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Theatre in Review: Radium Girls (Metropolitan Playhouse)

David Logan Rankin. Photo: Brian Lau

In Radium Girls, playwright D. W. Gregory unearths a remarkably ugly slice of American history, a tale of worker exploitation that continues to resonate strongly today. The title characters were watch factory workers in the 1920s who came into daily contact with luminous paint laced with radium. The play begins on an everyday note, with four such workers, all barely out of school, daubing their faces with the paint to play a trick on a colleague. A few minutes later, as per their manager's instructions, they insert paintbrushes in their mouths to "point" them. After all, it was precise work. It was also deadly.

The play focuses on US Radium in Orange, New Jersey and the real-life characters who worked there. As a disturbing number of them begin to die off -- suffering from the grisliest of symptoms, including grotesque facial distortions -- their cases are explained away by management as the result of poor hygiene or worse. (One death is attributed to syphilis.) Management also commissions a study from a Harvard-based industrial hygienist, then buries the conclusions. Meanwhile, since none of the afflicted have any insurance, their long, slow deaths bankrupt their families. In Laura Livingston's production, each passing is marked by the addition of another death mask to a shelf on Vincent Gunn's set, a silent witness to institutionalized murder.

The playwright does not neglect the social attitudes that allowed this horror to unfold. The girls are relatively well-paid at jobs that require a certain skill, and they are allowed to socialize on the job. Also, the era is marked by a certain nascent feminism as well as a gee-whiz attitude about progress, seen in the rise of Marie Curie Radium Clubs, whose members support "the high priestess of science" with small donations. Thanks to Madame Curie's celebrity, radium is seen as a cure-all that, among other things, will do away with cancer. Characters are seen imbibing "radium water," marketed as a tonic guaranteed to relieve arthritis and keep up one's pep.

The action most closely tracks the case of Grace Fryer, who pursues a lawsuit against US Radium, despite the opposition of her loved ones. She and her fellow plaintiffs are backed by Katherine Wiley, a consumer protection advocate, who sets up them with representation. The case proceeds, haltingly; US Radium's lawyers, making the cynical (if accurate) calculation that the girls have a year or less left to live, try to run out the clock with procedural delays. A blackmailing dentist looks to make a killing off the girls' suffering by suppressing evidence and collecting hush money. Meanwhile, Wiley, well-schooled in manipulation, moves to try the case in the press, cueing an army of sob sisters who mine Grace and her friends for tabloid tears. (As Wiley coolly notes, "The public doesn't have much sympathy for an angry woman.") Publicity brings its own set of trials. The health faddist Bernarr Macfadden tries to horn in on the case, trying to peddle his dubious herbal remedies. And letters pour into the girls from Christian Scientists, wonder tonic purveyors, and so-called lonely hearts, all seeking a piece of the action.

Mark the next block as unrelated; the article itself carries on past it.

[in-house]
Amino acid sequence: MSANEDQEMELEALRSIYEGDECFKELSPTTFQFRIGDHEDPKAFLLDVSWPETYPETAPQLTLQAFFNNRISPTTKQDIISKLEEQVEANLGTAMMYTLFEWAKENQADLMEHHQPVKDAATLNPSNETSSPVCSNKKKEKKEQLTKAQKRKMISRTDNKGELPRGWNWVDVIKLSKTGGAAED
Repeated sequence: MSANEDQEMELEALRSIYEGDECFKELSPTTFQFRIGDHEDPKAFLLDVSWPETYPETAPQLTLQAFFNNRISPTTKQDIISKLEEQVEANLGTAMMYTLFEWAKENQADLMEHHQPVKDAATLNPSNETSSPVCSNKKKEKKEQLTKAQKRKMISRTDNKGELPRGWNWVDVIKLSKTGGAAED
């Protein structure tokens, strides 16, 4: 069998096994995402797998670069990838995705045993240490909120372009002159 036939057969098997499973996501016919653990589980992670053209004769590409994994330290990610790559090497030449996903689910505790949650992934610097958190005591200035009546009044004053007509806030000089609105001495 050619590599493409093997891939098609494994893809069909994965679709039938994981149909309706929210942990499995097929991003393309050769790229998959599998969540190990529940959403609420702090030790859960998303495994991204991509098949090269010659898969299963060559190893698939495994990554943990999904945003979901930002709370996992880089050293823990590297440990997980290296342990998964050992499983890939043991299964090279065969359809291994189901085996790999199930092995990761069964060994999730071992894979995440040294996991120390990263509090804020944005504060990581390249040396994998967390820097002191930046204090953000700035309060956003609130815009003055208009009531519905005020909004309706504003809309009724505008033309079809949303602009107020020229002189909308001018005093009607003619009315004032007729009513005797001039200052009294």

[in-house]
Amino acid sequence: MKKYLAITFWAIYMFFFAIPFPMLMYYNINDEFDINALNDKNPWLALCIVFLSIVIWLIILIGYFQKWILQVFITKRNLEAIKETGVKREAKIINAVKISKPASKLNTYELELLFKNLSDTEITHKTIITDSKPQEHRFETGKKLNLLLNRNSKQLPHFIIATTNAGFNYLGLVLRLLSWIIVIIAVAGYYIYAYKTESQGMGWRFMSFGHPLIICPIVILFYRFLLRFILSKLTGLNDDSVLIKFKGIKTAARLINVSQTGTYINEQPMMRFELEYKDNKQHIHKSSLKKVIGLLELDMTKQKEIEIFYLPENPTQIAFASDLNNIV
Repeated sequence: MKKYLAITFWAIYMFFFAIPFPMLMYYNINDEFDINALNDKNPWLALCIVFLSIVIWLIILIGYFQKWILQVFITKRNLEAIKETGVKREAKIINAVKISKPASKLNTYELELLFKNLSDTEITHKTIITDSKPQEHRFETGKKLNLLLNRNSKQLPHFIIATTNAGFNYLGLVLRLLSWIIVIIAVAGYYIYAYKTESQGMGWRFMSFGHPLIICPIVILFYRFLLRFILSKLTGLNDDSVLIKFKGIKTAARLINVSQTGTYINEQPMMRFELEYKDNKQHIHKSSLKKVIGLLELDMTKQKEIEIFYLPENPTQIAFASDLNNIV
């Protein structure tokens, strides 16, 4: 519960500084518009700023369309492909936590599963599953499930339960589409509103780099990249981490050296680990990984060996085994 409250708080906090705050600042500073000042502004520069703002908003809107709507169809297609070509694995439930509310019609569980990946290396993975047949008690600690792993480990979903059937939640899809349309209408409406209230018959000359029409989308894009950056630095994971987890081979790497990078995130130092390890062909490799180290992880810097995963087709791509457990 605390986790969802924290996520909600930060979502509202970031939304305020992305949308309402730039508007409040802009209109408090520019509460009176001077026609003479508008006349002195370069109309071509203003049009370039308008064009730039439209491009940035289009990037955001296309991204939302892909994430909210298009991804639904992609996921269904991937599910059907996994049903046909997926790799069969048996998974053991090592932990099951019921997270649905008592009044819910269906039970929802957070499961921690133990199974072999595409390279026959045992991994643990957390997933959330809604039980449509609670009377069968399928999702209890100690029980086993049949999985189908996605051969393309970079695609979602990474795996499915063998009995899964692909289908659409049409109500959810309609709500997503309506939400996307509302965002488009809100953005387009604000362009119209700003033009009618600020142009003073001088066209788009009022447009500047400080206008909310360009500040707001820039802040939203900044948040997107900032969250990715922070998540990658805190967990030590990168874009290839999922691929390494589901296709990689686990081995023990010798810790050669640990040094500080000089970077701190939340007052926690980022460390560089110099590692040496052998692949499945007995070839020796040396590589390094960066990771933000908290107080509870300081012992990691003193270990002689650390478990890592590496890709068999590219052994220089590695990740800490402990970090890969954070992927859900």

It's the most American of stories, combining unchecked capitalism with shameless legal maneuvering, hucksterism, and media manipulation. Gregory's strength is her ability to juggle multiple characters and plot elements while keeping the fate of the girls in the foreground. The writing is direct and plainspoken, a no-frills approach that works because the story is so natively compelling; if it builds to a rather equivocal climax, well, that's what really happened.

Livingston maintains a smart pace, deploying a cast of ten through dozens of roles. (Among her inventions is the use of multiple handheld face masks to represent crowds of reporters.) Standouts in the cast include Olivia Killingworth as the quiet, yet determined, Grace, especially when explaining to her fiancé (Kyle Maxwell) that they have no future; Kelly Dean Cooper as U.S. Radium's morally compromised Roeder, the resentful son of a minister who sees success slipping through his fingers; Grace Bernardo as the toughest of the radium girls, coldly staring death in the face; and David Logan Rankin as the factory's original owner, whose bullish promotion of radium has tragic personal consequences.

Metropolitan Playhouse's shows feature modest production values, and this is no exception. Sidney Fortner's costumes aim to give each character a distinct profile. Heather M. Crocker's lighting includes some striking UV light effects. Bill Toles sound design is rather more elaborate than usual, with effects that include crowds, applause, typewrites, ticking clocks and much more, including some appropriate incidental music.

Especially given what we have learned about the fates of so many workers in the pandemic, Radium Girls feels thoroughly contemporary. Gregory doesn't need to editorialize; the facts are plain, no more so than in the scene Grace is offered a paltry settlement. Her mother points out that it is better that nothing. "Is that all I'm worth?" Grace asks. "Better than nothing?" One hundred years later, it's a question that carries a powerful sting. --David Barbour


(3 November 2021)

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